I began my radio career on KBNO in 1970. It was automated at the time. However, Johnny Goyen had a live morning drive show on the weekdays and a live oldies show on Saturday nights. I did a newscast on the all-night gig until the station went live in 1971. I becane the 7pm-midight jock at some point. The station changed call letter to KRLY and moved to Westheimer, in the same building as TV station Channel 36. I moved on to WFUN in Miami for about a year, then returned to the 7-12 spot again at KRLY for anoth year or so before moving on to San Antonio. During this second stint the other jocks were Ray Cooper, Ron Foster, Rod Tanner, and a jock named Captain Nasty. Great times in radio back then. Sorry to hear it's changed. Thanks!! Bob Allen.

Anonymous said...

KRLY became Y-94 (AOR), Disco 94, then KRLY94, one of the first top 40/urban hybrid stations under PD Michael Jones. When KMJQ got their s--t together and basically copied KRLY's approach, they successfully stole the urban listenership back from KRLY. Then came the change to "Love 94" which gave KMJQ fits until new owners Gulf decided they didn't want a black radio station and launched "K-Lite," KLTR, which was successful for a while. Eventually K-Lite gave way to Classic Rock KKRW.

Anonymous said...

I believe KBNO was one of the earliest automated stations in Houston. The syndicated format, broadcast from tapes, was called Hit Parade. The automation was paused for live shows at drive times. The tapes were of dubious quality and the music mix safe and ineffectual, in contrast to the more dynamic and personable live shows.

Management at KBNO became convinced, so I was told, that the letters "NO" turned off listeners. Thus it became the rock screamer KRLY. Houston engineer Glen English developed the station's own studio furniture and audio. I remember distinctly that the main console had no pots (volume controls) on it at all, as management did not want DJs adjusting volume. Their only way to talk over record intros was to yell.

Aimee Siegler said...

My dad was the GM at KRLY when Michael Jones was the PD. While he was there, Billy White Shoes Johnson guest deejayed and for a period it was the top disco station in the country. When we first moved their the format was Album Rock (Y-94). I remember riding in a KRLY car in the rodeo before Casey and the Sunshine Band performed. I remember the armadillo mascot. My dad also was on the board at the Leukemia Society, and the station hosted the first Gello Jump to raise money for the cause - this was the first in the country - they later held them elsewhere. They also hosted the Outrageous Contest - the winner one year shaved her head and did a manure hairdo then sang I feel pretty. I have lots of great memories of helping in the office when I was in elementary and middle school.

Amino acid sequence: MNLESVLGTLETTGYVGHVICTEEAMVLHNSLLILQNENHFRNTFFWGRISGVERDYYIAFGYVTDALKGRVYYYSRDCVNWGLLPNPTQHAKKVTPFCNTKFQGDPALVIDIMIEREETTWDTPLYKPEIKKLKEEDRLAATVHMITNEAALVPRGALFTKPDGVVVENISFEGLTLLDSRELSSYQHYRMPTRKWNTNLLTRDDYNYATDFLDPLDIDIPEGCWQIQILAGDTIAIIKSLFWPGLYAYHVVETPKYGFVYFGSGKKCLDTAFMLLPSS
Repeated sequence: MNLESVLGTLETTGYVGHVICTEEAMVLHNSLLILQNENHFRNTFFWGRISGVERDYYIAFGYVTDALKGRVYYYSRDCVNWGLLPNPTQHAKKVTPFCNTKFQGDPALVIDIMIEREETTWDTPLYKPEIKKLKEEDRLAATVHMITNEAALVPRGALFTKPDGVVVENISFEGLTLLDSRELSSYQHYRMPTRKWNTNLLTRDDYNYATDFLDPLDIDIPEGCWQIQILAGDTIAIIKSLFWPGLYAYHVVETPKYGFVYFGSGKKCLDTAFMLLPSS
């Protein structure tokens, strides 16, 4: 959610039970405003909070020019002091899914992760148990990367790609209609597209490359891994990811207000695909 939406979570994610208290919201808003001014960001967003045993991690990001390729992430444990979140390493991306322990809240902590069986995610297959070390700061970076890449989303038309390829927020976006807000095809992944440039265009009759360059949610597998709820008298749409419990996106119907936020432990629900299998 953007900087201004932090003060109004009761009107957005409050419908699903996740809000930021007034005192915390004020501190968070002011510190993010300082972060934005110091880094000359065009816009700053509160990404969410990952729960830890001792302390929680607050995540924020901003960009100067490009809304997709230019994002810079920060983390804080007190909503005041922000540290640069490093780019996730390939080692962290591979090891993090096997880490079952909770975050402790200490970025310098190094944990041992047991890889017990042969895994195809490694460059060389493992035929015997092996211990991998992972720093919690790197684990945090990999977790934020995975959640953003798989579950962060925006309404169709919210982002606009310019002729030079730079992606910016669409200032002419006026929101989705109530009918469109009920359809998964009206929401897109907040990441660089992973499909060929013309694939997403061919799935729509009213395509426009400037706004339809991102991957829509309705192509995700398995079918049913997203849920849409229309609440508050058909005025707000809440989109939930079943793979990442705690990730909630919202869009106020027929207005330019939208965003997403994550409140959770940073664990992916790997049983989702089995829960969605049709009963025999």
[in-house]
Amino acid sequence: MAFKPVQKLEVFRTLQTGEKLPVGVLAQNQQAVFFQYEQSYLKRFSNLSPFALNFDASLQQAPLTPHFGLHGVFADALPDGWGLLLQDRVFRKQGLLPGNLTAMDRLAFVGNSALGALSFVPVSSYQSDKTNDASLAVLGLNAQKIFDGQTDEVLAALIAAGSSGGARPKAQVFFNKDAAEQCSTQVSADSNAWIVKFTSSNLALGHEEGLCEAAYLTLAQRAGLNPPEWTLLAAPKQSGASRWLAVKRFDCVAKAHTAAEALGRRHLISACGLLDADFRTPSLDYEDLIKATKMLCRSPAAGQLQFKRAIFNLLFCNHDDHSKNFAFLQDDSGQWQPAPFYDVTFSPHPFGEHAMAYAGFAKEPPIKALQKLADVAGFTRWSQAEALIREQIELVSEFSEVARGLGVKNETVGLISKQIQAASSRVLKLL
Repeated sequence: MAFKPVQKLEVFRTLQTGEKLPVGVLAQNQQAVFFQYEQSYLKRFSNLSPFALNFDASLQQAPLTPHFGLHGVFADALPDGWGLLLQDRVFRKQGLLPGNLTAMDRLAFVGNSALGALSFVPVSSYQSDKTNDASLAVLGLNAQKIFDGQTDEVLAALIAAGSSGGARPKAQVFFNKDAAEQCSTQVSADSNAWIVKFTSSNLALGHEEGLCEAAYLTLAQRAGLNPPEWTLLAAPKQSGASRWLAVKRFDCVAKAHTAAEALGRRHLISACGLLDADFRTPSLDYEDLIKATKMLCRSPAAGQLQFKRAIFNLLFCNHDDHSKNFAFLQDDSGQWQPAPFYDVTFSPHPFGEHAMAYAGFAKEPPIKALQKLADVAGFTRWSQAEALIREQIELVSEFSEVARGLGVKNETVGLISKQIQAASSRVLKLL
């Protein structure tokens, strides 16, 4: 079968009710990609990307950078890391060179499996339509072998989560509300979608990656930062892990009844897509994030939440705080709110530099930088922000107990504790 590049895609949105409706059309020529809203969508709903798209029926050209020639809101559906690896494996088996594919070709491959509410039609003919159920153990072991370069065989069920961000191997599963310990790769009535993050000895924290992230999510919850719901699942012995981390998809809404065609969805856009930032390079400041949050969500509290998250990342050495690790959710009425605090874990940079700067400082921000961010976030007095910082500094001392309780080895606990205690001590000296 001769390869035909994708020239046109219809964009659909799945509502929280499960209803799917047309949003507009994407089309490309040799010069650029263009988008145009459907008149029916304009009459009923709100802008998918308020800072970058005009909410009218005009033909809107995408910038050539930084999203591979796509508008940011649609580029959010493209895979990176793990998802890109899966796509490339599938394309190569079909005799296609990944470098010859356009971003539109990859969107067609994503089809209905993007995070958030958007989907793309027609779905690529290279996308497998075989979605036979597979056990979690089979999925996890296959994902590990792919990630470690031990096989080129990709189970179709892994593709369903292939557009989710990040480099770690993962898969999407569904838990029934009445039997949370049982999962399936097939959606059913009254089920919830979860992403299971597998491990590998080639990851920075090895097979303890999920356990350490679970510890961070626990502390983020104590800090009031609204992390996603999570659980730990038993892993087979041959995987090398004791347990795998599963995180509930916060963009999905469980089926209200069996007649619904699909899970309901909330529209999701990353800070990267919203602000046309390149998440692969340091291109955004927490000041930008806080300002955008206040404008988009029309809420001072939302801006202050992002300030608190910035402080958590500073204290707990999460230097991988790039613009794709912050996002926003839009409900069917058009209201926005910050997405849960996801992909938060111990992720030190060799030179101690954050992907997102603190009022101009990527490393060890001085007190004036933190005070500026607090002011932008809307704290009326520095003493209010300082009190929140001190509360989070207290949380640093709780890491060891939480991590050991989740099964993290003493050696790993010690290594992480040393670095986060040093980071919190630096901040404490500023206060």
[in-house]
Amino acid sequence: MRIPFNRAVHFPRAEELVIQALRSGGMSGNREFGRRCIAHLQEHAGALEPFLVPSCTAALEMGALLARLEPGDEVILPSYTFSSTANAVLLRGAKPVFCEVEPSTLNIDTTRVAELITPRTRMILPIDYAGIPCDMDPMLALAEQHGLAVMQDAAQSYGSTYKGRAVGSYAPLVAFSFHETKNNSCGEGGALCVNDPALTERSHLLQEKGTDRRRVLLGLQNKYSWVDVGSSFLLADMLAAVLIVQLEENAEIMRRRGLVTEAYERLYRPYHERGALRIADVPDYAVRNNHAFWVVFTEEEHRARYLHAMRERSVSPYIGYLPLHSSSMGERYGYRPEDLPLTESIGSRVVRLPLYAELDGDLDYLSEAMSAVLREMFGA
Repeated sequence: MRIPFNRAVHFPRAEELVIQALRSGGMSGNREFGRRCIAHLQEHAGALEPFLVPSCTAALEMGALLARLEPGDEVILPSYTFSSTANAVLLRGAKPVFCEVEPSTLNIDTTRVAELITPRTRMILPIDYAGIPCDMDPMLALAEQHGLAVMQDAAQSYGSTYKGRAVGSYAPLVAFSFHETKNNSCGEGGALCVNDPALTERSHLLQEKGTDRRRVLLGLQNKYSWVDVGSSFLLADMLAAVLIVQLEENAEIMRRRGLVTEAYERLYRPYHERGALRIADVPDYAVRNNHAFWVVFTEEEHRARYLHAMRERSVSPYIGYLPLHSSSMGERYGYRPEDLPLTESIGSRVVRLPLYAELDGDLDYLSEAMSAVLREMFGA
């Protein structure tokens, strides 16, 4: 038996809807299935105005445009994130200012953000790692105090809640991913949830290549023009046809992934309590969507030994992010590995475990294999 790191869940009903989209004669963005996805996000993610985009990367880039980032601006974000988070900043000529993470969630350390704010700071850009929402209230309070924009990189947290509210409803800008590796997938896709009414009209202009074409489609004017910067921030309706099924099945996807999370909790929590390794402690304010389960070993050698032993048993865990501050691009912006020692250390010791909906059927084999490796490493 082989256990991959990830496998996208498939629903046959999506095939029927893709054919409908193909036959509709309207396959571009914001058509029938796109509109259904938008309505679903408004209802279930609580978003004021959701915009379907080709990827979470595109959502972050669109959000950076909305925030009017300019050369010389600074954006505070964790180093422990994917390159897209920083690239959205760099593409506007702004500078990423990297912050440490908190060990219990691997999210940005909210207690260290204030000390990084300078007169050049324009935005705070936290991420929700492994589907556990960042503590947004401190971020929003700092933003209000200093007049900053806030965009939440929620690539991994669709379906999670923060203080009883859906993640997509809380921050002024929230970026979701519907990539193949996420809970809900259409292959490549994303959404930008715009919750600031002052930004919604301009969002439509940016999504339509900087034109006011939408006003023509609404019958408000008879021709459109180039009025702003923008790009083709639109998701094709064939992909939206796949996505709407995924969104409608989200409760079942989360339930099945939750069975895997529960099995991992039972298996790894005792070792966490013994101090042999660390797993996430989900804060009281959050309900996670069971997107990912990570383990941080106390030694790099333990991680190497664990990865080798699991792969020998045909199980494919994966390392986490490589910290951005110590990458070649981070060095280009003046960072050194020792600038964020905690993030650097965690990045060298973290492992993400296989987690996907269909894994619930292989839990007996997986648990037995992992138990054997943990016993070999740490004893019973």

susancanshoot2 said...

Aimee- What is your dad's name?
Anonynous- We need to talk, perhaps we already have. I need to fill in some blanks

Susan Anderson

Bob Allen, not the TV sportscaster said...

I was one of the original DJs on KBNO went it went live, 24 hours a day. When Robert Anderson bought the station it changed callers to KRLY. I was the 7pm-midnight DJ, with Danny O'Brien as the program director at the time. What great memories of that era in Houston radio.

Jim Hanold said...

As a former resident of-and radio listener in Houston, Texas-I found out-via "frequency surfing"-that 93.7 FM had changed its music format from "urban contemporary" KRLY
to "Light Rock" KLTR.

I frequently listened to "K-Lite" from March, 1984-when I was a senior in high school-until Sunday, March 26'th, 1989-when I left Houston to live in the San Francisco Bay Area.

I audio cassette-recorded some of the "K-Lite" radio broadcasts.

I have many happy, joyful, sweet, pleasant memories of listening to 93.7 FM. :)

Thank you!

Jim Hanold

Phil said...

This is a great blog. Does anyone know what happened to Ron Foster? The last I heard of him was in the early 90's when he spun Oldies at Satellite Music Network in Dallas. I ran the board for his show at a AM station in So Cal and liked his style. Thank you.

Anonymous said...

Do I remember correctly that KRLY abruptly changed to Tejano station around 1977? What happened to Rod Tanner?

susancanshoot2 said...

I do not remember the station changing to Tejano.
Rod Tanner is in Houston

Scott said...

In the mid 1980s, I was acquainted with a long-time KLEF DJ named Mark, from Galveston. He was/is a very nice, friendly, intelligent and humorous guy. 20 years later, I ran into him in San Antonio. He had a classic, deep "radio voice" and he would crack us up all the time when he would shift into it.

Christopher G said...

I lived in Houston in 1981/82 I remember Steve Harris who was a DJ here at wgci in chicago taking over as PD in late 81,he brought a lot the same format that they had here at gci. I listen to Love94 mostly at that time. I remember their slogan tomorrow's hits today. Does anyone have info on that time period from 82-84? how were their ratings during that time?

Jeremy Cooper said...

Hello! I'm an audio engineer with the Apollo In Realtime project. Did you know that NASA mission controllers regularly listened to KBNO during some of the Apollo missions to the moon? Here's a snippet of KBNO that was recorded on voice loop line during the Apollo 13 mission at 3:59AM Central Time, April 10, 1970.

Bruce said...

Hi Jeremy - thanks for this! I couldn't get the link to work for some reason ("Host problem") but just pulled up and eventually the link pulled up. Found "KV no" mentioned in the transcript but couldn't get the audio to show up. Will keep trying but wanted to post this so others can be checking, too. Complicated website! As I understand the link, this is minus 32 hours, so the ship is still on the ground?

Thanks, Bruce